The peasants of a region in Germany known as the Black Forest began making clocks in the mid 17th century, but it wasn't until a hundred years later that a clockmaker added a trapdoor and a small mechanical bird to create the first cuckoo clock, reports Cecil Clutton in “Britten's Old Clocks and Watches.” Assigning a cuckoo clock to a particular year is almost impossible unless its maker happens to have signed and dated the clock; however, check for certain signs to establish a rough age for your clock.
Consider the overall shape of the clock first of all. The chalet style – in which the clock looks like a little house with a steeply pitched roof – was introduced in the 1850s. If your clock has a more boxlike appearance, then it might date to before that time.
Look next at the pendulum. Late 19th and 20th century clocks often have multiple long pendulums swinging beneath them; on earlier examples, the pendulum was short and suspended in front of the dial.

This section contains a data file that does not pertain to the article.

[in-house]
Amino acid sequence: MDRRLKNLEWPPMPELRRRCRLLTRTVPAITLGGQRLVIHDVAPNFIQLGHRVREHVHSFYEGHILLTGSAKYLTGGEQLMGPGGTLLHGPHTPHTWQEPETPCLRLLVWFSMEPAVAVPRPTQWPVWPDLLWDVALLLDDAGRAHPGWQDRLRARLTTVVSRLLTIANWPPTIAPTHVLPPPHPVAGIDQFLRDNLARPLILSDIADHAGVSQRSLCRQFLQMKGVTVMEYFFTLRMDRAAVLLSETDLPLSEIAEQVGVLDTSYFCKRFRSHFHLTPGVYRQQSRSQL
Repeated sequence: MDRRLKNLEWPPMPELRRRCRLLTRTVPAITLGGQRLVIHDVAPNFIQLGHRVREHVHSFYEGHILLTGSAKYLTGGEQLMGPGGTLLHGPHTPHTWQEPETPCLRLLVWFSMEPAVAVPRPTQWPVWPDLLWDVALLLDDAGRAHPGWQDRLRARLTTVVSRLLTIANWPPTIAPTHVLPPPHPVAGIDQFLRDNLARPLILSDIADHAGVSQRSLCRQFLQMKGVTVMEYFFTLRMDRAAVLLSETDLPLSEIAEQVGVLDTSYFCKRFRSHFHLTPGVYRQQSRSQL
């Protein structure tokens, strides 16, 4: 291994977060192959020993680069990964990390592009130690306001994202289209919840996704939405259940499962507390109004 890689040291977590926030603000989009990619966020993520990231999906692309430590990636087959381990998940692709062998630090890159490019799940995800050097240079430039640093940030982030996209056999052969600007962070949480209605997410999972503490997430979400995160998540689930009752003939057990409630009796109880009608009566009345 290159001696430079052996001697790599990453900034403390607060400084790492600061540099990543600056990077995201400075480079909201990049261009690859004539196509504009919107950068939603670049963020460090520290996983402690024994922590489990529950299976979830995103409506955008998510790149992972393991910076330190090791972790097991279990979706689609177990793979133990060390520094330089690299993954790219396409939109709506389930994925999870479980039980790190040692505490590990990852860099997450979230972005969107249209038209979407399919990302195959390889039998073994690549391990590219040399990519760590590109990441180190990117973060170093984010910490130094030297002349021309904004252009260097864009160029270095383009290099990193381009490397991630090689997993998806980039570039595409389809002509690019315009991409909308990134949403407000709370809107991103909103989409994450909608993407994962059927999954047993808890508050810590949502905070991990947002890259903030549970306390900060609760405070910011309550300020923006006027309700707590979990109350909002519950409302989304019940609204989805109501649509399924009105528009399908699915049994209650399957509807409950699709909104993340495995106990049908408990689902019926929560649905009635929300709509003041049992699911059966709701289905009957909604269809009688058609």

Open up the back of the clock and look at the movement. Clockmakers made the mechanical parts of the earliest cuckoo clocks almost entirely of wood. Over the 19th century, brass replaced more and more of the pieces. By the 20th century, most clocks were fitted with cheap, mass-produced metal movements, and from the 1950s onwards, manufacturers also made electrical cuckoo clocks. Because the change from wood to metal parts occurred gradually, looking at the mechanism is perhaps the best way to judge a cuckoo clock's age.
Listen to the cuckoo's mechanical "song." If its notes are strong and lusty, then the clock is probably of 20th century vintage. A frailer sound suggests that the miniature bellows that power the cukoo's song are starting to perish, which points to an earlier date of manufacture.
Check for the presence of a pungent smell of stain and oil in an apparently old clock as this smell indicates a recent reproduction or heavy restoration.
Since very few cuckoo clocks survive from before 1840, you should suspect any apparently very old examples.